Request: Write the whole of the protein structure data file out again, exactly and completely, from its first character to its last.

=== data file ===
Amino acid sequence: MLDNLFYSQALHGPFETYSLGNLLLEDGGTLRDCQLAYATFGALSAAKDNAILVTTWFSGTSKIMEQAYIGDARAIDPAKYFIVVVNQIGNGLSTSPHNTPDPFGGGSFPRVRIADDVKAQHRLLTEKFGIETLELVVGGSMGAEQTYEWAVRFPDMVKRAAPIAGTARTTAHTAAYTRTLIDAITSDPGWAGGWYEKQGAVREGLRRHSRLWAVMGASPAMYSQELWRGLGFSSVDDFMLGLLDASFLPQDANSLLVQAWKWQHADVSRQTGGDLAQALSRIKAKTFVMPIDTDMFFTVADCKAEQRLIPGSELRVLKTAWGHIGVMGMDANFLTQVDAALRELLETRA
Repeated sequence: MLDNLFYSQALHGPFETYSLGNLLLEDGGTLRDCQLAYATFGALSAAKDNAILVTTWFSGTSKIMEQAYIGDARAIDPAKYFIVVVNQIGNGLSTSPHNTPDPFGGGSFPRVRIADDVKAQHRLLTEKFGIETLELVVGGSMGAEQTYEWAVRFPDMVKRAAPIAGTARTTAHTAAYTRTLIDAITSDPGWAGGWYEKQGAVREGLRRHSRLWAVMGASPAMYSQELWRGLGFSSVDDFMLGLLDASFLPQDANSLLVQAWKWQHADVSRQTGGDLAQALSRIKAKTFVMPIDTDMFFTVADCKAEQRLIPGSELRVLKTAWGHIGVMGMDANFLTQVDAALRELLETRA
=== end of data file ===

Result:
Amino acid sequence: MLDNLFYSQALHGPFETYSLGNLLLEDGGTLRDCQLAYATFGALSAAKDNAILVTTWFSGTSKIMEQAYIGDARAIDPAKYFIVVVNQIGNGLSTSPHNTPDPFGGGSFPRVRIADDVKAQHRLLTEKFGIETLELVVGGSMGAEQTYEWAVRFPDMVKRAAPIAGTARTTAHTAAYTRTLIDAITSDPGWAGGWYEKQGAVREGLRRHSRLWAVMGASPAMYSQELWRGLGFSSVDDFMLGLLDASFLPQDANSLLVQAWKWQHADVSRQTGGDLAQALSRIKAKTFVMPIDTDMFFTVADCKAEQRLIPGSELRVLKTAWGHIGVMGMDANFLTQVDAALRELLETRA
Repeated sequence: MLDNLFYSQALHGPFETYSLGNLLLEDGGTLRDCQLAYATFGALSAAKDNAILVTTWFSGTSKIMEQAYIGDARAIDPAKYFIVVVNQIGNGLSTSPHNTPDPFGGGSFPRVRIADDVKAQHRLLTEKFGIETLELVVGGSMGAEQTYEWAVRFPDMVKRAAPIAGTARTTAHTAAYTRTLIDAITSDPGWAGGWYEKQGAVREGLRRHSRLWAVMGASPAMYSQELWRGLGFSSVDDFMLGLLDASFLPQDANSLLVQAWKWQHADVSRQTGGDLAQALSRIKAKTFVMPIDTDMFFTVADCKAEQRLIPGSELRVLKTAWGHIGVMGMDANFLTQVDAALRELLETRA